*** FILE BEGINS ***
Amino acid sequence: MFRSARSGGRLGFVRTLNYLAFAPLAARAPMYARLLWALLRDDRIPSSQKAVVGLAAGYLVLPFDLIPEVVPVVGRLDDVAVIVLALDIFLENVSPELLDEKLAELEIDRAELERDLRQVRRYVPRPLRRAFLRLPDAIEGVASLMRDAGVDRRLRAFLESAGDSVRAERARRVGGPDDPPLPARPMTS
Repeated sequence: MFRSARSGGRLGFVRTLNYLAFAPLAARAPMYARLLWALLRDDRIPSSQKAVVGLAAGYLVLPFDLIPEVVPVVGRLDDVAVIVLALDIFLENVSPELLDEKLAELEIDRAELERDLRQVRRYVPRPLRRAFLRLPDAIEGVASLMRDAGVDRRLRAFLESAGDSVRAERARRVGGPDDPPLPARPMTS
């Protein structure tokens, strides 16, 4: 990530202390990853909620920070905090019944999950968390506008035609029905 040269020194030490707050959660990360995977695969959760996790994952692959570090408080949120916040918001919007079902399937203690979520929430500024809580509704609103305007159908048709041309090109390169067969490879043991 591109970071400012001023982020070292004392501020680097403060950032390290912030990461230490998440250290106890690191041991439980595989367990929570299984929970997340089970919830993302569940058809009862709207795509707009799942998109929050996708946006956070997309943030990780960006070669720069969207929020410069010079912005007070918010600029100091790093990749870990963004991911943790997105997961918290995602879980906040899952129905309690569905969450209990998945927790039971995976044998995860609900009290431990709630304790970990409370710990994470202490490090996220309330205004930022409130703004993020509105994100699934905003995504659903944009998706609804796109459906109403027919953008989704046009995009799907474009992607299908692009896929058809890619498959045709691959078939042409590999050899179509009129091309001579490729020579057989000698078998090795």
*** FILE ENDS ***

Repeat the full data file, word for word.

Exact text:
Amino acid sequence: MFRSARSGGRLGFVRTLNYLAFAPLAARAPMYARLLWALLRDDRIPSSQKAVVGLAAGYLVLPFDLIPEVVPVVGRLDDVAVIVLALDIFLENVSPELLDEKLAELEIDRAELERDLRQVRRYVPRPLRRAFLRLPDAIEGVASLMRDAGVDRRLRAFLESAGDSVRAERARRVGGPDDPPLPARPMTS
Repeated sequence: MFRSARSGGRLGFVRTLNYLAFAPLAARAPMYARLLWALLRDDRIPSSQKAVVGLAAGYLVLPFDLIPEVVPVVGRLDDVAVIVLALDIFLENVSPELLDEKLAELEIDRAELERDLRQVRRYVPRPLRRAFLRLPDAIEGVASLMRDAGVDRRLRAFLESAGDSVRAERARRVGGPDDPPLPARPMTS
């Protein structure tokens, strides 16, 4: 990530202390990853909620920070905090019944999950968390506008035609029905 040269020194030490707050959660990360995977695969959760996790994952692959570090408080949120916040918001919007079902399937203690979520929430500024809580509704609103305007159908048709041309090109390169067969490879043991 591109970071400012001023982020070292004392501020680097403060950032390290912030990461230490998440250290106890690191041991439980595989367990929570299984929970997340089970919830993302569940058809009862709207795509707009799942998109929050996708946006956070997309943030990780960006070669720069969207929020410069010079912005007070918010600029100091790093990749870990963004991911943790997105997961918290995602879980906040899952129905309690569905969450209990998945927790039971995976044998995860609900009290431990709630304790970990409370710990994470202490490090996220309330205004930022409130703004993020509105994100699934905003995504659903944009998706609804796109459906109403027919953008989704046009995009799907474009992607299908692009896929058809890619498959045709691959078939042409590999050899179509009129091309001579490729020579057989000698078998090795």